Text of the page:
In a sketch aired on her BBC show this Friday, comedian Tracey Ullman, dressed up as Jeremy Corbyn, was standing in line for a cab at Heathrow and chatting to some young admirers when an Orthodox man appears and speaks sternly to the Labour leader about the rampant anti-Semitism in his party.
“I hear you,” says Corbyn. “I am all over it like cream cheese on a bagel. It’s alright to say that, isn’t it?” The Orthodox man, disgusted, takes his leave, and Corbyn turns to his fans and assures them that he’s very serious about combating Jew-hatred. “I want you to know that I am completely on top of all this Jewish stuff,” he says. “I have spoken to every single anti-Semite in the Labour party and I’ve told them, in no uncertain terms, tone it down a bit!”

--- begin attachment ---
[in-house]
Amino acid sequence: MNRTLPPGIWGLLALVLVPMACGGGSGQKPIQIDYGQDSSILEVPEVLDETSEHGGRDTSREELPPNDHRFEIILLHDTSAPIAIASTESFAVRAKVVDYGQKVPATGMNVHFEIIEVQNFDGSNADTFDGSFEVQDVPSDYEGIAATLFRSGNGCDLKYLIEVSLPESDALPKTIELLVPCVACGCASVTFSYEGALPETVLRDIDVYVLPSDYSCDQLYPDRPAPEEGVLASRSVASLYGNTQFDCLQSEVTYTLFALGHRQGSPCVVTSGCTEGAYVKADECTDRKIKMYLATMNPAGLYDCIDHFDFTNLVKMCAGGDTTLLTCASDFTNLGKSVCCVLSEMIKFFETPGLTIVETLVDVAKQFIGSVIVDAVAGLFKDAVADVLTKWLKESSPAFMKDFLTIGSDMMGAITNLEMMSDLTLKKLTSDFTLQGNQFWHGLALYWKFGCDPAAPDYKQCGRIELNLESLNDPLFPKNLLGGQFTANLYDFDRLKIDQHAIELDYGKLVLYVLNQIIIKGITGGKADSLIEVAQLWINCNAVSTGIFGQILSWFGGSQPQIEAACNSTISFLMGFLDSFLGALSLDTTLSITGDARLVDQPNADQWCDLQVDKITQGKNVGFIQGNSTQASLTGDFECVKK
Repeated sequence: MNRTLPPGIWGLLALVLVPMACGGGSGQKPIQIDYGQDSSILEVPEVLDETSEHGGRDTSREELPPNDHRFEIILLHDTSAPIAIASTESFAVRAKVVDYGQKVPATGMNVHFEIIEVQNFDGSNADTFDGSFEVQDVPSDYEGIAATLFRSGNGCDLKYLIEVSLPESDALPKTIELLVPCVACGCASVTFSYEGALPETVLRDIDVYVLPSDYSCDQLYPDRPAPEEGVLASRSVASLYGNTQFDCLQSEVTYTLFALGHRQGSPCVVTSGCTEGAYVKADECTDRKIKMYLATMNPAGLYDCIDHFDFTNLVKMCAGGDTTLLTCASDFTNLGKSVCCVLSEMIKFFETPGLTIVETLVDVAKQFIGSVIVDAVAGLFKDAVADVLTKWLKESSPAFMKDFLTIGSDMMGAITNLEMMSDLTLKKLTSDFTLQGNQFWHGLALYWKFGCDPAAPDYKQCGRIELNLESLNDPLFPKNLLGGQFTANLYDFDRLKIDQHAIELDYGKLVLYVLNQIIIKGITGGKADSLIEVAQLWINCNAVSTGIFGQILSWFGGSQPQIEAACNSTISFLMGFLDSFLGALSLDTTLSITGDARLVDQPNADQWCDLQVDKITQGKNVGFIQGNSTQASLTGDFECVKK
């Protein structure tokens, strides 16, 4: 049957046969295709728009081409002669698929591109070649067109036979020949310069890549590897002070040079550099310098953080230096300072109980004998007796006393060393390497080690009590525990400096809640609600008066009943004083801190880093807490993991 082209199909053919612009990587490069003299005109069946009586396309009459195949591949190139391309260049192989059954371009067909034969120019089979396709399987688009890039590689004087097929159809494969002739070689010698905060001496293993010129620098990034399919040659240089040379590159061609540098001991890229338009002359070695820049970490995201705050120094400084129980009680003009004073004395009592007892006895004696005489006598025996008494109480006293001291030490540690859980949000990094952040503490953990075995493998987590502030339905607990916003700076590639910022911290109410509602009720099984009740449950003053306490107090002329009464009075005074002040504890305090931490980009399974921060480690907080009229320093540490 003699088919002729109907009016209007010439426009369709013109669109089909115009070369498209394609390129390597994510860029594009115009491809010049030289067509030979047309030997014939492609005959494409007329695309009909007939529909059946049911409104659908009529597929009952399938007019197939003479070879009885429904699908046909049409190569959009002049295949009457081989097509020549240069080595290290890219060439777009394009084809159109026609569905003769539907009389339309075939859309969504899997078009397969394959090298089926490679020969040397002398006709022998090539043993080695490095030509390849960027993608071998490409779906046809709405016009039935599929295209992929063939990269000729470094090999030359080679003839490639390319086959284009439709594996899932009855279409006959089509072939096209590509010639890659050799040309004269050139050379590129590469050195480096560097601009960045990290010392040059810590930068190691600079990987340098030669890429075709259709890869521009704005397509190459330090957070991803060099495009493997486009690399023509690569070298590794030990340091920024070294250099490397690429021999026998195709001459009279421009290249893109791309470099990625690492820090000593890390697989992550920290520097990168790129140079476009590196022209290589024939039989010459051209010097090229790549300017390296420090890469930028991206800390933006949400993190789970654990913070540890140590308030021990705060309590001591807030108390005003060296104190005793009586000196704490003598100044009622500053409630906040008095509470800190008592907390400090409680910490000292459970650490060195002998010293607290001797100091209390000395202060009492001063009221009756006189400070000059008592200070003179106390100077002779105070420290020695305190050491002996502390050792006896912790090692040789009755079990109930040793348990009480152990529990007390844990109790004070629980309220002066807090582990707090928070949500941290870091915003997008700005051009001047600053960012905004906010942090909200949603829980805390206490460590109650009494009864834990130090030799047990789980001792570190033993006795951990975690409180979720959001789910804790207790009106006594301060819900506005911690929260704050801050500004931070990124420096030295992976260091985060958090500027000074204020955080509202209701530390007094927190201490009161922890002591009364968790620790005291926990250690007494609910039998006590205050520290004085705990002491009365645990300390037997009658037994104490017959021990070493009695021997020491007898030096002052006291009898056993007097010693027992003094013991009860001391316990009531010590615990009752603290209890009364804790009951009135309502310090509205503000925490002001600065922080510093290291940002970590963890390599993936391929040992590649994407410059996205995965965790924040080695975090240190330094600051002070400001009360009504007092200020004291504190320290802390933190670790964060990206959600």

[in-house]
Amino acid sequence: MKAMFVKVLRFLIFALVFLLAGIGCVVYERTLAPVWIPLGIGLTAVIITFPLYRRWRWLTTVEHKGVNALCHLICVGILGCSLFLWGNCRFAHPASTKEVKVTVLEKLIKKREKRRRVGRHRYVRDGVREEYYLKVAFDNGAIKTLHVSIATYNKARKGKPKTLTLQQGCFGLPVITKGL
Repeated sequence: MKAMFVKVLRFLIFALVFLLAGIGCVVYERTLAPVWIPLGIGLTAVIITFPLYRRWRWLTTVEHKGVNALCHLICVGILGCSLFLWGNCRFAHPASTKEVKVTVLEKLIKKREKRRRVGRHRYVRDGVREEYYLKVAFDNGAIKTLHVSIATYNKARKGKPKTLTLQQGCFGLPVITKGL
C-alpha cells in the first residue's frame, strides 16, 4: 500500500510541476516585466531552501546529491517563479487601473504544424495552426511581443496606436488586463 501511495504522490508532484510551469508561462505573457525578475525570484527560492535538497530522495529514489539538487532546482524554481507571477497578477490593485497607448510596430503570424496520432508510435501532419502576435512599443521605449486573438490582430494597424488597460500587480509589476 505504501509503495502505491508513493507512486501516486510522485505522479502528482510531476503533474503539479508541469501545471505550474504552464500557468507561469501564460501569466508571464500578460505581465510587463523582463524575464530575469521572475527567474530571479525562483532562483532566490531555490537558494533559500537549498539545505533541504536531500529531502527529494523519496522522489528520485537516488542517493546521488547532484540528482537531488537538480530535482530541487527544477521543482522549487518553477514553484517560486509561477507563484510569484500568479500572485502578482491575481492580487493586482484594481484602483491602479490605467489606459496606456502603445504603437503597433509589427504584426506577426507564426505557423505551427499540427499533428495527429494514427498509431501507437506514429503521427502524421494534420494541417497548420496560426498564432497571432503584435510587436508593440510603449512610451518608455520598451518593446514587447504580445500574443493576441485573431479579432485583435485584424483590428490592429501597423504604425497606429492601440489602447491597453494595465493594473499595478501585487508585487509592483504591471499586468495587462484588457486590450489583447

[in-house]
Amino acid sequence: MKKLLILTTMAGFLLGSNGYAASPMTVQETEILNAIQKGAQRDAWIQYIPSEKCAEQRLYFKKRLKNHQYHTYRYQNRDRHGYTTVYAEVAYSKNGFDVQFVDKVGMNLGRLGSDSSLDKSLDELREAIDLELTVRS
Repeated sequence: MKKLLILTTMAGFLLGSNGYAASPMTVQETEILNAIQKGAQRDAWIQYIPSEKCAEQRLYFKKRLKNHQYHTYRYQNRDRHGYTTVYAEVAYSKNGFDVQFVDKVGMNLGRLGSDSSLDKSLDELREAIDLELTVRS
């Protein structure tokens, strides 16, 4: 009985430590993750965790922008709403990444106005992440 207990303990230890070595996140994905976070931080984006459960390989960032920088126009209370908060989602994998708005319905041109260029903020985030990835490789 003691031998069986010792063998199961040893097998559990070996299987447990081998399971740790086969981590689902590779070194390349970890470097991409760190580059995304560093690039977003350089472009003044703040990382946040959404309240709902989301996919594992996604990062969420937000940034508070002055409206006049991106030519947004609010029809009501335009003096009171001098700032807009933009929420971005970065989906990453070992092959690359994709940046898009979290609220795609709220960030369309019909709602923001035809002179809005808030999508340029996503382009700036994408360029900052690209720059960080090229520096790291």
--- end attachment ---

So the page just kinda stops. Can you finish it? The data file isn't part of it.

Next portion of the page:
It’s all downhill from there, with Sinn Fein’s Gerry Adams and a representative of Hamas popping up to puncture Corbyn’s desperate attempt at dodging his past and appearing respectable. But the sketch’s real punchline, in a sense, landed long after the broadcast had concluded: Dylan Strain, an actor and comedian whose Twitter profile features a photograph of himself with Corbyn, took to the social network to argue not only that the sketch was “propaganda masquerading as satire” but that it was written by a famous Jewish comedian named David Baddiel. Strain later told the Guardian that he was only kidding, but that didn’t stop George Galloway, the vehemently anti-Israel politician, from retweeting Strain’s allegation to his 289,000 followers and starting a conspiracy theory online that the Jews were using the BBC to unfairly target Corbyn.